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Viscoelastic Modeling for Structural Analysis. Edition No. 1

  • ID: 5186654
  • Book
  • May 2019
  • 202 Pages
  • John Wiley and Sons Ltd

The theory of viscoelasticity has been built up as a mechanical framework for modeling important aspects of the delayed behavior of a wide range of materials. This book, primarily intended for civil and mechanical engineering students, is devoted specifically to linear viscoelastic behavior within the small perturbation framework.

The fundamental concepts of viscoelastic behavior are first presented from the phenomenological viewpoint of the basic creep and relaxation tests within the simple one-dimensional framework. The linearity and non-ageing hypotheses are introduced successively, with the corresponding expressions of the constitutive law in the form of Boltzmann’s integral operators and Riemann’s convolution products respectively. Applications to simple quasi-static processes underline the dramatic and potentially catastrophic consequences of not taking viscoelastic delayed behavior properly into account at the design stage.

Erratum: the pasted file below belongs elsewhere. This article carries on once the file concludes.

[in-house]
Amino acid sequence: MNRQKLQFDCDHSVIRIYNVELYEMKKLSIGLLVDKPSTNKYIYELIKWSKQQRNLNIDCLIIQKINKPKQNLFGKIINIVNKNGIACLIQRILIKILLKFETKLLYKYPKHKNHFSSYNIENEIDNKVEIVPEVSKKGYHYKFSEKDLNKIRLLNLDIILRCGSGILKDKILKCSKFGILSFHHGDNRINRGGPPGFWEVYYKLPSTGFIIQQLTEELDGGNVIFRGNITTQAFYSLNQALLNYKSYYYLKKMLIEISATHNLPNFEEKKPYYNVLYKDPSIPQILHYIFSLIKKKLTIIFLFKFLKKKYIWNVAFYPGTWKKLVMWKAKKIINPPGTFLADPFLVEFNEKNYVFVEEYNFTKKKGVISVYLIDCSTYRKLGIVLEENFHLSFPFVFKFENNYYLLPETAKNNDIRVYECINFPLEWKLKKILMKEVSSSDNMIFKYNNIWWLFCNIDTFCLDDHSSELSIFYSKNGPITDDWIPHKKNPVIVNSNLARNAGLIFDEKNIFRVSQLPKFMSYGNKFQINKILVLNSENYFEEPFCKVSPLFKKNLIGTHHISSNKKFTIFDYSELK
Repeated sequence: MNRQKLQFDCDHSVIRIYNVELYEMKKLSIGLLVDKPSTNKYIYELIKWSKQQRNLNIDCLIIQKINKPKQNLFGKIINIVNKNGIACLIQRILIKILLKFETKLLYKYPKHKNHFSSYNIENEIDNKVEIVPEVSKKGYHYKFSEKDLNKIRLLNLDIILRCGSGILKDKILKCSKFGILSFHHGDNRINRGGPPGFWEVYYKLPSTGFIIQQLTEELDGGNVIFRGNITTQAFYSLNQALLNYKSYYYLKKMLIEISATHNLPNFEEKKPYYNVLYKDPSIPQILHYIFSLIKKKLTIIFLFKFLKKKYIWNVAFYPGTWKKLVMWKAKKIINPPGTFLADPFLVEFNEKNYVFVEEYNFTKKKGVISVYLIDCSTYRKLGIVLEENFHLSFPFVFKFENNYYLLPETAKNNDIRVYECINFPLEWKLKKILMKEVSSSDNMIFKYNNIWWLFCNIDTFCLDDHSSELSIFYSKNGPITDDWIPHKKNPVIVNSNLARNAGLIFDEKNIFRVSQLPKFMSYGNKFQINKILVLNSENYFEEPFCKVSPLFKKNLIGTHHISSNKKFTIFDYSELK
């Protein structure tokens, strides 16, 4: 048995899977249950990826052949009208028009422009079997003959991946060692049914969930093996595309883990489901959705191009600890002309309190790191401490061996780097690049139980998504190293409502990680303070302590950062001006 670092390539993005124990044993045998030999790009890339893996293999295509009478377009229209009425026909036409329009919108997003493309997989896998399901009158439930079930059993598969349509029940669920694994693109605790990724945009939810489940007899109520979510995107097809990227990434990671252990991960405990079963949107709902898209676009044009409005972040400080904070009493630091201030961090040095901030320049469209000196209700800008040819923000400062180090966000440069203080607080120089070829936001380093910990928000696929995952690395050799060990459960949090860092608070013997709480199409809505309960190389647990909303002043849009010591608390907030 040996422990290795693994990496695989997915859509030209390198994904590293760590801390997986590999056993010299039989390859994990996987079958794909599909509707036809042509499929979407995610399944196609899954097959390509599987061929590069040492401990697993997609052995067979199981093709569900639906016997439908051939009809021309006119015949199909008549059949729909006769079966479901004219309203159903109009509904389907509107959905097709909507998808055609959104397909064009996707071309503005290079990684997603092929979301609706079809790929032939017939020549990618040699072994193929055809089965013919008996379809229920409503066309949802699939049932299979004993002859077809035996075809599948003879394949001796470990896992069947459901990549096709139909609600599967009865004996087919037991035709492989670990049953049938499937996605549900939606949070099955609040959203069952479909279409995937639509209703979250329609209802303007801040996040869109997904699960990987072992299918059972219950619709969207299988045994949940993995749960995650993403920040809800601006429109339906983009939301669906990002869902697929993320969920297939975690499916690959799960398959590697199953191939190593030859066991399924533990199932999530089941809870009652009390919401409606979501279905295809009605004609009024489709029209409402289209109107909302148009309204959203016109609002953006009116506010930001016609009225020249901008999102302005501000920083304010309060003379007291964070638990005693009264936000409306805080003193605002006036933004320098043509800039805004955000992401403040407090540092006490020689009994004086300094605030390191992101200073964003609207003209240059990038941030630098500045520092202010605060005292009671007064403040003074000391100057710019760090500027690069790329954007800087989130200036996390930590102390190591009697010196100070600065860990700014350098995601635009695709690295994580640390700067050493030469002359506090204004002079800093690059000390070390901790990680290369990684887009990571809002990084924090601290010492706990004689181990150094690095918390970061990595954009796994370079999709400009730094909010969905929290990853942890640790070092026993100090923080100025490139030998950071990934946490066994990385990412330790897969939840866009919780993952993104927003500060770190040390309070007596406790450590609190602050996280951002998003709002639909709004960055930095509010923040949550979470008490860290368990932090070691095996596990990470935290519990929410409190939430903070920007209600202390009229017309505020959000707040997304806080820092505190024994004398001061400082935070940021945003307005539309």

Within the three-dimensional continuum framework, the linear viscoelastic constitutive equation is written using compact mathematical notations and takes material symmetries into account. The general analysis of quasi-static linear viscoelastic processes enhances similarities with, and differences from, their elastic counterparts. Simple typical case studies illustrate the importance of an in-depth physical understanding of the problem at hand prior to its mathematical analysis.

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Preface ix

List of Notations xiii

Chapter 1. One-dimensional Viscoelastic Modeling 1

1.1. Experimental observations 1

1.2. Fundamental uniaxial tests 2

1.2.1. Creep test, creep function 2

1.2.2. Stress relaxation test, relaxation function 5

1.2.3. First comments 7

1.2.4. Recovery 8

1.2.5. Stress fading 9

1.3. Functional description 10

1.4. Aging 11

1.4.1. Aging phenomenon 11

1.4.2. Non-aging materials 12

1.5. Linear behavior 14

1.5.1. Superposition principle: Boltzmannian materials 14

1.5.2. Linear elasticity 15

1.6. Linear viscoelastic material 15

1.6.1. Instantaneous behavior 16

1.6.2. Creep and relaxation functions 16